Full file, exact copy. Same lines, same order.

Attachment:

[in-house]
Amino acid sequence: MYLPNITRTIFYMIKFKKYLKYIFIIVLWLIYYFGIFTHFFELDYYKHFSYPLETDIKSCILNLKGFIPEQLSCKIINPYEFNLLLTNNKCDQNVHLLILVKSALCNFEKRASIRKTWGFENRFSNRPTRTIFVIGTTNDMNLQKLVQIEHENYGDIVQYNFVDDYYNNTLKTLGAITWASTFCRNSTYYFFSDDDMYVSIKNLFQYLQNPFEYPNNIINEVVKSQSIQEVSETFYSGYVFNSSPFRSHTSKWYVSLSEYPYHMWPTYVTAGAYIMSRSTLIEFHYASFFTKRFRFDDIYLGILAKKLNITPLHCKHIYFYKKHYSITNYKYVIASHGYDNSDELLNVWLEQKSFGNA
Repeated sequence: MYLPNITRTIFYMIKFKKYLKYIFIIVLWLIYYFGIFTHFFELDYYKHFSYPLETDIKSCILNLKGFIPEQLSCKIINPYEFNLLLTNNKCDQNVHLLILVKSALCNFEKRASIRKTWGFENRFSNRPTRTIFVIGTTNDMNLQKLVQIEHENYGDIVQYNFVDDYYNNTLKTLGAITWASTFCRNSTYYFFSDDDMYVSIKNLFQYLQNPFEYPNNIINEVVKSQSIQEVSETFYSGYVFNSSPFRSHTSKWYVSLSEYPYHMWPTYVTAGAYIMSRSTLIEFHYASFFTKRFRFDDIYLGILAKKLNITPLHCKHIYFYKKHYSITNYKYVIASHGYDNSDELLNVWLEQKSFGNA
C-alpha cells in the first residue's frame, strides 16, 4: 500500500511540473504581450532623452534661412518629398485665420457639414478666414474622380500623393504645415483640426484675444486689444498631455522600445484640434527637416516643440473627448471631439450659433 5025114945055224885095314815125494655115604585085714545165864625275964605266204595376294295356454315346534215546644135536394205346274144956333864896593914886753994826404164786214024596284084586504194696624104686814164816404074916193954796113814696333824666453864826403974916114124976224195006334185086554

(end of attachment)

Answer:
[in-house]
Amino acid sequence: MYLPNITRTIFYMIKFKKYLKYIFIIVLWLIYYFGIFTHFFELDYYKHFSYPLETDIKSCILNLKGFIPEQLSCKIINPYEFNLLLTNNKCDQNVHLLILVKSALCNFEKRASIRKTWGFENRFSNRPTRTIFVIGTTNDMNLQKLVQIEHENYGDIVQYNFVDDYYNNTLKTLGAITWASTFCRNSTYYFFSDDDMYVSIKNLFQYLQNPFEYPNNIINEVVKSQSIQEVSETFYSGYVFNSSPFRSHTSKWYVSLSEYPYHMWPTYVTAGAYIMSRSTLIEFHYASFFTKRFRFDDIYLGILAKKLNITPLHCKHIYFYKKHYSITNYKYVIASHGYDNSDELLNVWLEQKSFGNA
Repeated sequence: MYLPNITRTIFYMIKFKKYLKYIFIIVLWLIYYFGIFTHFFELDYYKHFSYPLETDIKSCILNLKGFIPEQLSCKIINPYEFNLLLTNNKCDQNVHLLILVKSALCNFEKRASIRKTWGFENRFSNRPTRTIFVIGTTNDMNLQKLVQIEHENYGDIVQYNFVDDYYNNTLKTLGAITWASTFCRNSTYYFFSDDDMYVSIKNLFQYLQNPFEYPNNIINEVVKSQSIQEVSETFYSGYVFNSSPFRSHTSKWYVSLSEYPYHMWPTYVTAGAYIMSRSTLIEFHYASFFTKRFRFDDIYLGILAKKLNITPLHCKHIYFYKKHYSITNYKYVIASHGYDNSDELLNVWLEQKSFGNA
C-alpha cells in the first residue's frame, strides 16, 4: 500500500511540473504581450532623452534661412518629398485665420457639414478666414474622380500623393504645415483640426484675444486689444498631455522600445484640434527637416516643440473627448471631439450659433 5025114945055224885095314815125494655115604585085714545165864625275964605266204595376294295356454315346534215546644135536394205346274144956333864896593914886753994826404164786214024596284084586504194696624104686814164816404074916193954796113814696333824666453864826403974916114124976224195006334185086554